Pneumonia is a respiratory infection that affects the lungs. It is a contagious condition that can easily spread from one person to another through contact with objects, items or surfaces that are contaminated by the virus or bacteria that causes pneumonia. According to a report by WHO, pneumonia accounts for 15% of all deaths of children under 5 years old, killing 808, 694 children in 2017. Globally, it is known to be the single largest infectious cause of death in children.

What Causes Pneumonia

There are numerous types of infectious agents that can cause pneumonia. Some of them include; viruses {influenza (flu), respiratory syncytial virus, rhinoviruses (common cold)}, bacteria (Streptococcus pneumoniae, Mycoplasma pneumoniae and Haemophilus influenzae) and fungi (Neumocystis jirovecii and Cryptococcus species).

Types of Pneumonia

Typically, Pneumonia can be classified according to how and where it is contracted. Examples of these include:

Hospital Acquired Pneumonia (HAP): As the name implies, this usually is a type of bacterial pneumonia that is often contracted during one’s stay in a hospital. Compared to other types of pneumonia, HAP are sometimes more severe as the bacteria that will be at play may be more resistant to antibiotics. Ventilated patients usually are at a higher risk of acquiring this type of Pneumonia.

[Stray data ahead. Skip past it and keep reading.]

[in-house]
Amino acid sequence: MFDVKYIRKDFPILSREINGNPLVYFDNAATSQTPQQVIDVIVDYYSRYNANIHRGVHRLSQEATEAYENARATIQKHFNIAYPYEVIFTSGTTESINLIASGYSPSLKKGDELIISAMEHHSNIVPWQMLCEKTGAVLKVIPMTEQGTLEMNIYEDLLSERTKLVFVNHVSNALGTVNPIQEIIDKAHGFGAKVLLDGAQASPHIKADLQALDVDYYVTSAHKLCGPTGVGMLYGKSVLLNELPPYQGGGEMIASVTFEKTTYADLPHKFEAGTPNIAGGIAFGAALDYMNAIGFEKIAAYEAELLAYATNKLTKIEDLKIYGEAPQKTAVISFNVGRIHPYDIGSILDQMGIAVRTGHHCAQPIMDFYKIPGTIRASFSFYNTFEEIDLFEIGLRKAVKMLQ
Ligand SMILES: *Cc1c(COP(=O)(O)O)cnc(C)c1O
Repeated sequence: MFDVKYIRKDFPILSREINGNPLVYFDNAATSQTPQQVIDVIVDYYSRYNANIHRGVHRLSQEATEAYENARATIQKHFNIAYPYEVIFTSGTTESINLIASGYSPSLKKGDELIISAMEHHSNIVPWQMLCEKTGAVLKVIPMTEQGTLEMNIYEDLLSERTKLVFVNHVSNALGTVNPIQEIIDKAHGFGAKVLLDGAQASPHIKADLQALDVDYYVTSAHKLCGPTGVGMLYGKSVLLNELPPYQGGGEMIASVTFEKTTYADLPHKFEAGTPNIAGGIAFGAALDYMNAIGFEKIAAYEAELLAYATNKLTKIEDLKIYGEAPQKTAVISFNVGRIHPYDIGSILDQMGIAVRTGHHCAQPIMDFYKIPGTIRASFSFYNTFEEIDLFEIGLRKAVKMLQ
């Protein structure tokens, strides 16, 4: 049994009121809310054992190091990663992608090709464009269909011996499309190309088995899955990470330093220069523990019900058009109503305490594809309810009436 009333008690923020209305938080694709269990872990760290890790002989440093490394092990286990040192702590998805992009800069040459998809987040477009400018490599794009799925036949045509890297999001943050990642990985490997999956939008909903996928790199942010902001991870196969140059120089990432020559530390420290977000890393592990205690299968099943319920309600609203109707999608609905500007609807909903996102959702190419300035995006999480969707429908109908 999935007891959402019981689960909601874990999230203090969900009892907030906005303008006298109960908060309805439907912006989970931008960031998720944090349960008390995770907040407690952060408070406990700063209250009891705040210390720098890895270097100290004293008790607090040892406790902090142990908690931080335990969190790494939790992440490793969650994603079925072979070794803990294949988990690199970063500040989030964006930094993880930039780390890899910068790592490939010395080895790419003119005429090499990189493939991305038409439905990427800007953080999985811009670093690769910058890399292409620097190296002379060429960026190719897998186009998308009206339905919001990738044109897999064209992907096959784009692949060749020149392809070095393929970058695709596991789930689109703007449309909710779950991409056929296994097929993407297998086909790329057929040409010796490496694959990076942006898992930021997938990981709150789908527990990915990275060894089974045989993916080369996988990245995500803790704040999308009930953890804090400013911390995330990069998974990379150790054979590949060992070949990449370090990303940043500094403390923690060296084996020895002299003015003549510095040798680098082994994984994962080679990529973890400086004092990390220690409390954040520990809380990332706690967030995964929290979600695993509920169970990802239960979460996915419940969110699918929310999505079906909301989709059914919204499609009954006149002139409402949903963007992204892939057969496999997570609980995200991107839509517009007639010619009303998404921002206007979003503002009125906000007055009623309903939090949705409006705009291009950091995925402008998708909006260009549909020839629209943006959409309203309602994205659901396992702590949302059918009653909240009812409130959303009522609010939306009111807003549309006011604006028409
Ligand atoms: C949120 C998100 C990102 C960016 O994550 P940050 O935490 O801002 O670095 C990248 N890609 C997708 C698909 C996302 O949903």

Community Acquired Pneumonia (CAP): This is the most common type of pneumonia which occurs outside of hospital buildings and healthcare facilities.

Aspiration Pneumonia: This occurs when you breathe in bacterial into your lungs from food, saliva, drinks etc. The risk of having this type of Pneumonia is more likely in people that have swallowing or breathing challenges.

Symptoms of Pneumonia

Depending on the severity of the case, the signs and symptoms of pneumonia often vary and is due to factors such as age, individual health’s status and germs causing the infection. Common symptoms include:

  1. Tiredness
  2. Truncation of breath or difficulty breathing.
  3. Changes in mental awareness.
  4. Diarrhea and vomiting
  5. Joint and muscle pain.
  6. Changes in heartbeat (rapid)
  7. Loss of appetite.

Risk Factors of Pneumonia 

  1. People with history of or currently managing chronic medical conditions such as heart disease and asthma are at a high risk of acquiring pneumonia.
  2. Weakened immune systems resulting from managing terminal diseases (HIV), organ transplant and people who receive chemotherapy.
  3. Preterm babies aged 0 to 2 years.  
  4. Adults aged 65 years and above.
  5. Ventilated patients
  6. Smokers and individuals that use certain types of drugs or drink lots of alcohol.

How Do I Prevent Pneumonia

Thankfully in most cases, pneumonia can be prevented. Some of the simple effective ways to prevent pneumonia include:

  1. Vaccination: Vaccination is one of the most effective ways to prevent pneumonia. There are available vaccines that when taken prevents certain types of pneumonia and the flu. Thus vaccinate yourself and your children as well.
  2. Maintain a good hygiene: One way to protect yourself against respiratory infections that can cause pneumonia is by practicing good hygiene. Wash your hands frequently and properly. Also consider using hand sanitizers, preferably the ones that are alcohol based. 
  3. Avoid and/or quit smoking.
  4. Be deliberate about keeping your immune system healthy by exercising, getting enough sleep/rest and/or eating healthily.